James students who they think are breaking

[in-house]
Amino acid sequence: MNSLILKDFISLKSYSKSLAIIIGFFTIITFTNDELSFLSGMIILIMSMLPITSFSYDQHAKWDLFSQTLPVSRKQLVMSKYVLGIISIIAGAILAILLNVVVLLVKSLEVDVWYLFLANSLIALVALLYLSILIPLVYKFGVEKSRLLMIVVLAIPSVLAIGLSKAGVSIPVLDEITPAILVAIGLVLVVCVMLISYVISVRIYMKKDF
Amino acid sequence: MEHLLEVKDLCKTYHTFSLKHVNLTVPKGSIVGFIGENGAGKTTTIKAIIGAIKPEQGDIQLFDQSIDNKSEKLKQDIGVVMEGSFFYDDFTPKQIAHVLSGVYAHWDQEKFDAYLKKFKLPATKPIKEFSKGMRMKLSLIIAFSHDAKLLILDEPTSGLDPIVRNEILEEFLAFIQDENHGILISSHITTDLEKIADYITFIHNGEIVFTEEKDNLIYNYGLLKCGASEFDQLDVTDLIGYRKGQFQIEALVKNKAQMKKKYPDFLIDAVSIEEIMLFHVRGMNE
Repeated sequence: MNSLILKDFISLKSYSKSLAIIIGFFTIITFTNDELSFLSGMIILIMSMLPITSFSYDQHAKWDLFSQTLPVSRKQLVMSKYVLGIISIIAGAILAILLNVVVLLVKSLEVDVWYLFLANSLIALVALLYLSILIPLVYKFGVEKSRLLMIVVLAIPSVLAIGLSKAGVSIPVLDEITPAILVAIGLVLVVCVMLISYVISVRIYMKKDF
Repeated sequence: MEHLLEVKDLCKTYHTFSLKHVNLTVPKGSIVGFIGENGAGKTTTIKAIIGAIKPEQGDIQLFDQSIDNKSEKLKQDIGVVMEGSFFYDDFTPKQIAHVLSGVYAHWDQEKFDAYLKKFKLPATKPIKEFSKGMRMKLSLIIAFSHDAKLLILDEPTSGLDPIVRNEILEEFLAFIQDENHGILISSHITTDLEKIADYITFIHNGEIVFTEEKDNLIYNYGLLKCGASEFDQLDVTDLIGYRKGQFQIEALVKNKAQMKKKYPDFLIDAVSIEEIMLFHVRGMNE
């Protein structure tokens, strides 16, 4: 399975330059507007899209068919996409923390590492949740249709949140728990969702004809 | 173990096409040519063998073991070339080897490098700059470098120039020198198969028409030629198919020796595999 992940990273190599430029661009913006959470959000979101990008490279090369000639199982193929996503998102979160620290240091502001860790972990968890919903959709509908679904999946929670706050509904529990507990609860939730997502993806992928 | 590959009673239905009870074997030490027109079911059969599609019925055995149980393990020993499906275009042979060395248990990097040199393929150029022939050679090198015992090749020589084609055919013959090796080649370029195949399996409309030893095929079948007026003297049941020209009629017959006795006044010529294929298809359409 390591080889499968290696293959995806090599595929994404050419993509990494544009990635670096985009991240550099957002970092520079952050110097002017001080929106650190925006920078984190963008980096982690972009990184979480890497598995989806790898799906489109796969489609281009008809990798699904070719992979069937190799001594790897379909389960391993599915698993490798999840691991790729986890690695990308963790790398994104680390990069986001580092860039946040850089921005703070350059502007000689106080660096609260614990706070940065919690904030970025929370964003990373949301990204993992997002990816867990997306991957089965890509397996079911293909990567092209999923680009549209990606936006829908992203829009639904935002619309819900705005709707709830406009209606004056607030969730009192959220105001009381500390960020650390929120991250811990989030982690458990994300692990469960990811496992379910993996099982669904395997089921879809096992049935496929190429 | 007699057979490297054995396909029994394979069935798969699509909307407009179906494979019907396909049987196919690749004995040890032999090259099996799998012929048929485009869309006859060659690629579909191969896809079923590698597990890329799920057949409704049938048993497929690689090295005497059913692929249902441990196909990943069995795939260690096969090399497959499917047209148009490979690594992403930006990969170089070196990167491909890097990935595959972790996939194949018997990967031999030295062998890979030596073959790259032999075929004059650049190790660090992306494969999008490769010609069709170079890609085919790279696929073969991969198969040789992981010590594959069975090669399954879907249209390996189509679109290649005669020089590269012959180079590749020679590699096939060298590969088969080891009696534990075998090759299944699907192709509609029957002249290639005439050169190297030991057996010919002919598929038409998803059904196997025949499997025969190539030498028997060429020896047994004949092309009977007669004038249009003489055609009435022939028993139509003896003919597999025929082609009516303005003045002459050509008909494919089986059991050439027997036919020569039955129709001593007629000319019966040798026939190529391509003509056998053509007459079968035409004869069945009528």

James Hirby of Tulane University describes Probable Cause, as when a member of authority requires actual evidence to start an investigation. The debate of this implementation over reasonable suspicion, meaning only “requiring a hunch,” in public high schools has been argued about everywhere (Hirby). Probable cause ought to apply to public high schools. If probable cause is not put into place, students can become discouraged to attend schools. Especially, if the school’s initial attendance rate is mediocre. Students are “pushed out” of unfavorable school environments, which can lead to numerous drop-outs (Doll). Reasonable suspicion gives teachers and principals the right to target at-risk students who they think are breaking rules, creating a hostile atmosphere, thus “pushing” out students. Yes, schools can rely in their already-put-in-place attendance system such as court, fines, etc. However, 11 states only require students to be 16-years-old to authorize their own withdrawal, 16 states; 17-years-old, and 23 states; 18-years-old (NCSL). If students stop attending, schools will lose money because usually attendance is a source of funds. A Los Angeles school district lost $45 Million through absences last year (Favot). Public schools, which rely on government funding, will lose their money because of absent students that don’t go due to the environment they learn in. It’s possible that outside donors can resolve this issue, but studies show that donations to public schools have decreased and donations to private schools have increased (Bronner). Without probable cause put into place it ultimately fails students. Specifically of that generation. A Pennsylvania school is an example of what happens when a school loses funding: the student’s scores decrease (Lewis). If there is no progress, there is no education for these children to attain, therefore failing them academically. It can be argued that private or charter schools can be available to students with vouchers. Valerie Strauss explains how a charter school placed information about a teen’s drug arrest on their ad for their upcoming semester and asked, “Why worry about this type of student at school? Come visit Arts Academy Charter School. Now enrolling grades 6-12.” It puts at-risk youth aside in academic denial. Instituting probable cause can prevent the failure of education in the US and save it’s students from a life lacking academics.